An upstanding member of the public, out walking in west London, discovered racist and anti-Muslim graffiti in two locations that dehumanised and disparaged Arabs, Palestinians, and the Prophet Muhammad.
Speaking to Tell MAMA and wishing to maintain their anonymity, the individual described passing through a quiet street on June 22 where, upon a steel girder, written in permanent marker they found the racist and deeply upsetting statements “F*** Arabs” and “F*** the Prophet Mohammed”.
Having walked further, they soon discovered other graffiti that included “F*** Palestine”.
Tell MAMA has since reported the incident to the Metropolitan police and flagged the racist graffiti with the local council.
Anyone can report graffiti in public areas anonymously – be it on bins, benches, and public buildings – to their local council, online or otherwise.
In May, Tell MAMA recorded a disturbing spike in reports of anti-Muslim hate, discrimination, and Islamophobia across social media and in some schools.
On social media, we catalogued examples of users referring to young Muslims as ‘future terrorists’ for articulating their support for Palestine.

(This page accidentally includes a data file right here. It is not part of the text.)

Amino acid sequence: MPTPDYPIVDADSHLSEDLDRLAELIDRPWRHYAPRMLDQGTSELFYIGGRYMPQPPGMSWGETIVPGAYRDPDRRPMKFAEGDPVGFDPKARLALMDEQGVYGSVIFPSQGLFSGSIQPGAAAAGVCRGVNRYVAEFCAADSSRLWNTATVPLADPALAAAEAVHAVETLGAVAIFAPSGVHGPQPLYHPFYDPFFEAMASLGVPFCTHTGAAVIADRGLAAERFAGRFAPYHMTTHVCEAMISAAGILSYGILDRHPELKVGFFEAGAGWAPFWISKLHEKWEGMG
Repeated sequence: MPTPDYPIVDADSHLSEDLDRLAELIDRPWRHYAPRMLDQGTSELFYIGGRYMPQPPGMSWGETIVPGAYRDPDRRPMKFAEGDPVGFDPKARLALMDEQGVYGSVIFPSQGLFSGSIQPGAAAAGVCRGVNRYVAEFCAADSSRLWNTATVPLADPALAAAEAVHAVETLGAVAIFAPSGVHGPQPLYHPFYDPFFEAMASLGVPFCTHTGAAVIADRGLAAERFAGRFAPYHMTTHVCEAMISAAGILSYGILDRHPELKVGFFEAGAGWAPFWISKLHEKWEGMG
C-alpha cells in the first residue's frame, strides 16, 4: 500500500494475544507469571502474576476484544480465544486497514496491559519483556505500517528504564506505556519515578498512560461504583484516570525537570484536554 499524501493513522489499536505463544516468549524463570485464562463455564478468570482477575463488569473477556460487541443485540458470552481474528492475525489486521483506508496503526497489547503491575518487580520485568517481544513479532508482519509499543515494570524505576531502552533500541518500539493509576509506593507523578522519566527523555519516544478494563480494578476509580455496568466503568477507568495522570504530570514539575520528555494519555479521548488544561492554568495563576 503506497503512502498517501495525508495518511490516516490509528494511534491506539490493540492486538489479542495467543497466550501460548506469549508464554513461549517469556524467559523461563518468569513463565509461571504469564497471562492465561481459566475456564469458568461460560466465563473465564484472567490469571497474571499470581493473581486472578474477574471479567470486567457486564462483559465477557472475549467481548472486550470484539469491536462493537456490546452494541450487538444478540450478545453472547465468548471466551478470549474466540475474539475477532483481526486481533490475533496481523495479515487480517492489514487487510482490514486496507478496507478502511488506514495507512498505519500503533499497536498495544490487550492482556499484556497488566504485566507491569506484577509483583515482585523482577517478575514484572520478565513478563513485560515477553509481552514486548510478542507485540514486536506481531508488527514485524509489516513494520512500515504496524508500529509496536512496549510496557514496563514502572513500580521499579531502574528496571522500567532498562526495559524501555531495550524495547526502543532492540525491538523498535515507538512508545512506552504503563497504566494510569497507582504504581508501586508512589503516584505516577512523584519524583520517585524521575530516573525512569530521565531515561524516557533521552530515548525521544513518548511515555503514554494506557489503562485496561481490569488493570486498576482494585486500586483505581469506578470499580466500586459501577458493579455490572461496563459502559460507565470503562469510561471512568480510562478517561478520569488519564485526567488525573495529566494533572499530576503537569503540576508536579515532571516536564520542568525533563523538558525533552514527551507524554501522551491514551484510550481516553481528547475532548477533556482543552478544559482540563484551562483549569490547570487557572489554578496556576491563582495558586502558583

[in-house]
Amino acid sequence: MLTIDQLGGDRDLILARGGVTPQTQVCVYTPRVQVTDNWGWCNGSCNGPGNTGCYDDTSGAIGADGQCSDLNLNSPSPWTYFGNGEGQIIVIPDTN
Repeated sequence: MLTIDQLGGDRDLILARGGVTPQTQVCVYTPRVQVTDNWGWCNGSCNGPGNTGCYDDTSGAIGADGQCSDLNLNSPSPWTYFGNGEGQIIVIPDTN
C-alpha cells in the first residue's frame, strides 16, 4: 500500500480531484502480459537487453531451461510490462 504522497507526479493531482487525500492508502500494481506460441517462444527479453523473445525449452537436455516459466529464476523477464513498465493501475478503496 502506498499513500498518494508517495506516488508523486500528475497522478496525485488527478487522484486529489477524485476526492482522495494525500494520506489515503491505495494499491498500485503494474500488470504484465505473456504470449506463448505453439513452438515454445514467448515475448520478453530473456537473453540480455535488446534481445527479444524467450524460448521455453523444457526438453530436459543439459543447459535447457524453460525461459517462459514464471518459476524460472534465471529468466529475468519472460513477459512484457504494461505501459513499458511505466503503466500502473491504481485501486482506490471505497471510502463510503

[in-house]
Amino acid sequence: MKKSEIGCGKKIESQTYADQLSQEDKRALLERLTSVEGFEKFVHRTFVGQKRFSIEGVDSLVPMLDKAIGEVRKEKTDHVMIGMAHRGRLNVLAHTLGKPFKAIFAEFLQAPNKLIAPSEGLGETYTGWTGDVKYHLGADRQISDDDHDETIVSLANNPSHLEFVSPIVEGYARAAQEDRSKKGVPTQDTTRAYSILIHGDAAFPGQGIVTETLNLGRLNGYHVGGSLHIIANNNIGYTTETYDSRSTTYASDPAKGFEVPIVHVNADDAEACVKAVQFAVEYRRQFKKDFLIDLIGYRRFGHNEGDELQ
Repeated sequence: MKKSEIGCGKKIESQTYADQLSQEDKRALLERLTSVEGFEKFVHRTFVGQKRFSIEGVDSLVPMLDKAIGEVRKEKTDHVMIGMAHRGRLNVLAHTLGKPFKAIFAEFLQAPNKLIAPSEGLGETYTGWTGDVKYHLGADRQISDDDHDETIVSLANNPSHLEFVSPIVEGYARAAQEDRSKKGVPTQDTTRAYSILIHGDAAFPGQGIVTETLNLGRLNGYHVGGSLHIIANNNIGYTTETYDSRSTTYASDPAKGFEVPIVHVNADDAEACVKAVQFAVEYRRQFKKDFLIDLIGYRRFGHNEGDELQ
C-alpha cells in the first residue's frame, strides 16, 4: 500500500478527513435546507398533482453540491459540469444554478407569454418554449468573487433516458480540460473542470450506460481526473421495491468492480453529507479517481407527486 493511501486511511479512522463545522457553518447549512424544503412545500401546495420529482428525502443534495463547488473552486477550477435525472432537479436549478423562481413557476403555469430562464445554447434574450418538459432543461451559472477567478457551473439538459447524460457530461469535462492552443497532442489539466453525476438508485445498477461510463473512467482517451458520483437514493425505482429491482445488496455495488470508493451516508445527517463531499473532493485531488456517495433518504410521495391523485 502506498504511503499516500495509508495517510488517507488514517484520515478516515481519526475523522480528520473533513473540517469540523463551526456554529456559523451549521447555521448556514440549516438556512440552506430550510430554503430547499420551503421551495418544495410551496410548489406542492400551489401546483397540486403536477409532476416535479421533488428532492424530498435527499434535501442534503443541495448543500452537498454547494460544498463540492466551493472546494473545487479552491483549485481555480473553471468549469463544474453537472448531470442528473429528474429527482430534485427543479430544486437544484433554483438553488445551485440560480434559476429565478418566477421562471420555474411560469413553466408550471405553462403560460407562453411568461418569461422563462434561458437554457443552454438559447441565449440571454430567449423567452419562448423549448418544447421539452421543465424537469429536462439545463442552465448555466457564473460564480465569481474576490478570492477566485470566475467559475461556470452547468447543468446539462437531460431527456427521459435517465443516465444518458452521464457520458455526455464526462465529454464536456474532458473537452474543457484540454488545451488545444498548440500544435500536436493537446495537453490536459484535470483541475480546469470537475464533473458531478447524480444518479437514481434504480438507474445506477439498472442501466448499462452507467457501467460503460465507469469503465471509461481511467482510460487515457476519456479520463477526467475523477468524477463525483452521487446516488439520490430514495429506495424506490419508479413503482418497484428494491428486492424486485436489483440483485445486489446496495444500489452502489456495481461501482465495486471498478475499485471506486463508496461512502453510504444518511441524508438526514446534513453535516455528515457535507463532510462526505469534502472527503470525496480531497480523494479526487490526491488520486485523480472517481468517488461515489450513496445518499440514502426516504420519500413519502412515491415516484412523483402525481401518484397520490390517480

The Independent reported on May 19, in an article headlined, “Israel-Gaza conflict triggers spike in antisemitic and anti-Muslim hate in UK” that our service “recorded 56 anti-Muslim and Islamophobic incidents between 8 and 17 May, compared to 13 in the week of 1 to 7 May” – a spike of 430 per cent since May 8.
We have long championed the right to protest safely and free from abuse or violence, and with schools, encourage staff to facilitate dialogue and allow students to discuss topics that allow them to express concerns, raise awareness whilst making their voices heard on fundamental rights-based issues.
We also welcomed the swift action of First to suspend a bus driver who made racist comments towards a young girl in Norwich who attended a solidarity demonstration. Dorset Police launched an appeal after a racist targeted an individual following a Palestine solidarity demonstration in Bournemouth.
More broadly, Tell MAMA has long highlighted parental dissatisfaction when schools address issues of bullying, especially when involving staff members. And, one of our key recommendations for schools in 2018 and subsequent years concerned that “Teachers and senior members of staff should be reminded of their legal obligations to handle complaints sensitively and should do more to ensure transparency about their formal and informal complaints procedures.”
We will continue to provide updates where available.